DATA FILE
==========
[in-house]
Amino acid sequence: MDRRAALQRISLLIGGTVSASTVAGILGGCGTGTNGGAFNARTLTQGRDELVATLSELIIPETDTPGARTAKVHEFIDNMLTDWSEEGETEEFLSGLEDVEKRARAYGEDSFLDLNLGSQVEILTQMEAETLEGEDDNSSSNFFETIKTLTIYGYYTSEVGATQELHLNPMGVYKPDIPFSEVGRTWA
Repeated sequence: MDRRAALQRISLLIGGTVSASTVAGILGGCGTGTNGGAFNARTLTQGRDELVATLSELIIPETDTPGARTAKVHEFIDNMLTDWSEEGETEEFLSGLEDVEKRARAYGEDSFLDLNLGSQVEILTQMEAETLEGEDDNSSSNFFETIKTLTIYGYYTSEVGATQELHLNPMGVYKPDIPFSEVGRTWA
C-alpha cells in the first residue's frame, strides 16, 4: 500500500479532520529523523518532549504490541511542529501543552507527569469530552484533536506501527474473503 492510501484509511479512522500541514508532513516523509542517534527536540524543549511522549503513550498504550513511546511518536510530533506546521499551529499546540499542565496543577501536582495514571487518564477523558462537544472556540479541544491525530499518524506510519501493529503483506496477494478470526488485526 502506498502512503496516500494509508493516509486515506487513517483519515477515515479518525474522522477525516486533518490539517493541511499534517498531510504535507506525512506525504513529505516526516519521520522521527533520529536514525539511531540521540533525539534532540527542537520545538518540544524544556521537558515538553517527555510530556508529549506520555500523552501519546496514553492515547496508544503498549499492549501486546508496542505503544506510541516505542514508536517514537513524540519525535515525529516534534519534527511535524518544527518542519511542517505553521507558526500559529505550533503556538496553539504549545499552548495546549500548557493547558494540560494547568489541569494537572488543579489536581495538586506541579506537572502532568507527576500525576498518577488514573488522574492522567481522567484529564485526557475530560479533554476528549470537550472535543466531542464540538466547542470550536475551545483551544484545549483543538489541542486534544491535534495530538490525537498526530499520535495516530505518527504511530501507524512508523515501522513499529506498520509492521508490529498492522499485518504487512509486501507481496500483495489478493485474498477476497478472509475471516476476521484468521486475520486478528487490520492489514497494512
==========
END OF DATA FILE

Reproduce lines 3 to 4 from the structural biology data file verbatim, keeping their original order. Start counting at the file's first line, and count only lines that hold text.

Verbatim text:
Repeated sequence: MDRRAALQRISLLIGGTVSASTVAGILGGCGTGTNGGAFNARTLTQGRDELVATLSELIIPETDTPGARTAKVHEFIDNMLTDWSEEGETEEFLSGLEDVEKRARAYGEDSFLDLNLGSQVEILTQMEAETLEGEDDNSSSNFFETIKTLTIYGYYTSEVGATQELHLNPMGVYKPDIPFSEVGRTWA
C-alpha cells in the first residue's frame, strides 16, 4: 500500500479532520529523523518532549504490541511542529501543552507527569469530552484533536506501527474473503 492510501484509511479512522500541514508532513516523509542517534527536540524543549511522549503513550498504550513511546511518536510530533506546521499551529499546540499542565496543577501536582495514571487518564477523558462537544472556540479541544491525530499518524506510519501493529503483506496477494478470526488485526 502506498502512503496516500494509508493516509486515506487513517483519515477515515479518525474522522477525516486533518490539517493541511499534517498531510504535507506525512506525504513529505516526516519521520522521527533520529536514525539511531540521540533525539534532540527542537520545538518540544524544556521537558515538553517527555510530556508529549506520555500523552501519546496514553492515547496508544503498549499492549501486546508496542505503544506510541516505542514508536517514537513524540519525535515525529516534534519534527511535524518544527518542519511542517505553521507558526500559529505550533503556538496553539504549545499552548495546549500548557493547558494540560494547568489541569494537572488543579489536581495538586506541579506537572502532568507527576500525576498518577488514573488522574492522567481522567484529564485526557475530560479533554476528549470537550472535543466531542464540538466547542470550536475551545483551544484545549483543538489541542486534544491535534495530538490525537498526530499520535495516530505518527504511530501507524512508523515501522513499529506498520509492521508490529498492522499485518504487512509486501507481496500483495489478493485474498477476497478472509475471516476476521484468521486475520486478528487490520492489514497494512